I find it interesting that when people see our cart full of library books – Yes, we have a cart. A bag just wouldn’t hold them all. –  they immediately assume we homeschool. It’s as if the books are an arrow pointing to our methods of education. We’ve also found it interesting that some parents hinder their children from selecting a larger number of reads from their local library. One parent was overheard to have told their children, “Two books. No more.” My children were horrified. However, it was a great catalyst for conversation. I’m sure the mama had a justifiable reason for her statement.

Should we ever find ourselves in a predicament and not know what to read, there are several resources available. Honey For a Child’s HeartThe Book Tree, and Books Children Love are just a few. Fortunately, we don’t have to use these resources very often. There are always great reads waiting in the wings!

Books are a huge part of our lives; they bring us together, entertain, and instruct. We’re extremely grateful to the Lord for the multitude of resources He’s made available to us, and the many books we’ve been blessed with over the years. May He bless us with many more!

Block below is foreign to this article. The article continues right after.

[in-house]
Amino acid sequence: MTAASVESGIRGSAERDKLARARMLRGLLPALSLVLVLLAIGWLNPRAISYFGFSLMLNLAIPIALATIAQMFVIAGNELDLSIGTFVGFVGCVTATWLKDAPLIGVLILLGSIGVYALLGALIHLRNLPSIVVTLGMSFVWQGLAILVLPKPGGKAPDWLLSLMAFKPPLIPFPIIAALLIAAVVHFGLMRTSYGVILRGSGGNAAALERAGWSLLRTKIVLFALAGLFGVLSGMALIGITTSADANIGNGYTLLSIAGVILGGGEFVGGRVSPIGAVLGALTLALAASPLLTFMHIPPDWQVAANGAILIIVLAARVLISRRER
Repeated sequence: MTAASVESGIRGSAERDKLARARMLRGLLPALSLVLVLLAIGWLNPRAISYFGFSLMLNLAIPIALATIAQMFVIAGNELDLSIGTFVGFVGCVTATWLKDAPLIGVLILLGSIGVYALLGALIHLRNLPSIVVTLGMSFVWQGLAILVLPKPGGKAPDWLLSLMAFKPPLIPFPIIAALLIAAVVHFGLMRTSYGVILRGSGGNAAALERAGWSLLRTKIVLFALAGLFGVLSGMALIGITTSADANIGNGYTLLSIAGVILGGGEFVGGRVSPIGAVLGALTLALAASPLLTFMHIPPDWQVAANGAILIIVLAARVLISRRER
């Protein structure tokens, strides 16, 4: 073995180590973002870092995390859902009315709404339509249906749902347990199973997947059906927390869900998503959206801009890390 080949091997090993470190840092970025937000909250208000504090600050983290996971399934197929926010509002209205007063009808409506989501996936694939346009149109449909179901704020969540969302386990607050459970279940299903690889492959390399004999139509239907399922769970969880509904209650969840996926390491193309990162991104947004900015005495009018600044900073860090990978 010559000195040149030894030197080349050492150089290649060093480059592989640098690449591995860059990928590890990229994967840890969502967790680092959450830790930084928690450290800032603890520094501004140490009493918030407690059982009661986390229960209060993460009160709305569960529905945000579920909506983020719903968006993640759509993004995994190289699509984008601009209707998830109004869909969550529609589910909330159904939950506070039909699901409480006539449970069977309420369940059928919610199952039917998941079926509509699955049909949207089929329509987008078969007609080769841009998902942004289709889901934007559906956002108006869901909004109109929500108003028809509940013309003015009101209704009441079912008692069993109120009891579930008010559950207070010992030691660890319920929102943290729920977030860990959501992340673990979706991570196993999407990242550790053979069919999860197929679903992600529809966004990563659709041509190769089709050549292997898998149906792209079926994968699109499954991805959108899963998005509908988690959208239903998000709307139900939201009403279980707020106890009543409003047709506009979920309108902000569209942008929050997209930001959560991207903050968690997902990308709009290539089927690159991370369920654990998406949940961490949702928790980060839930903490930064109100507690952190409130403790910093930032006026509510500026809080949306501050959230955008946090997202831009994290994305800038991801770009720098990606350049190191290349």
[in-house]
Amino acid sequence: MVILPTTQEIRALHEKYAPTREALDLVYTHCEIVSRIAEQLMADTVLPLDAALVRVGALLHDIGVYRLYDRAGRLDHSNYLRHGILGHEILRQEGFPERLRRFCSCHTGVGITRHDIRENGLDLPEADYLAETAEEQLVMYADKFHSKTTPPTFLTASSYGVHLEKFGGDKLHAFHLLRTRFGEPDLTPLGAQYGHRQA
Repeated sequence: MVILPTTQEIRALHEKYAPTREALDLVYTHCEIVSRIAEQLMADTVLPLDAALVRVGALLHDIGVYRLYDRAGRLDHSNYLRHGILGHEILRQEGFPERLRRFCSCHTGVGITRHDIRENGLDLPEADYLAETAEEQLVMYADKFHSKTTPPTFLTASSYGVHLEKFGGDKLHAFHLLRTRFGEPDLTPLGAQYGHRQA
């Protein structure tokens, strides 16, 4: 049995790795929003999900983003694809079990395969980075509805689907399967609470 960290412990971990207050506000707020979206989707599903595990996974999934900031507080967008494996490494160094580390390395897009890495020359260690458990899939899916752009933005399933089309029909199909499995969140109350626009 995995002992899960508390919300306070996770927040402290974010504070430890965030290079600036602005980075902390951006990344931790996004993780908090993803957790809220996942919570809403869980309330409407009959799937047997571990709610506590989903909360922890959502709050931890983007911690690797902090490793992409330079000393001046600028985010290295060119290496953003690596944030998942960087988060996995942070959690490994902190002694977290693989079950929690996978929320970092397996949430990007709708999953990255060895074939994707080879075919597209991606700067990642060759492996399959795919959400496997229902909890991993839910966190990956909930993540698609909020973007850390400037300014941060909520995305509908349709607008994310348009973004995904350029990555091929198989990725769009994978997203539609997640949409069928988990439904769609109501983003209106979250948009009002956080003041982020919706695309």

“Finally, brothers, whatever is true, whatever is honorable, whatever is just, whatever is pure, whatever is lovely, whatever is commendable, if there is any excellence, if there is anything worthy of praise, think about these things.”

~ Philippians 4:8

 We’d love to know… Do you love books, too? Which book is your favorite?

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Our November Reads

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Where has this last month gone? For that matter, the year. Without even trying it seems our days have been filled with a flurry of activity; pulling our time in several directions and leaving us in awe of our many adventures. Before we prepare to fully immerse ourselves in Christmas cheer, we want to take a quick moment to peruse the few reads we included in our monthly routine.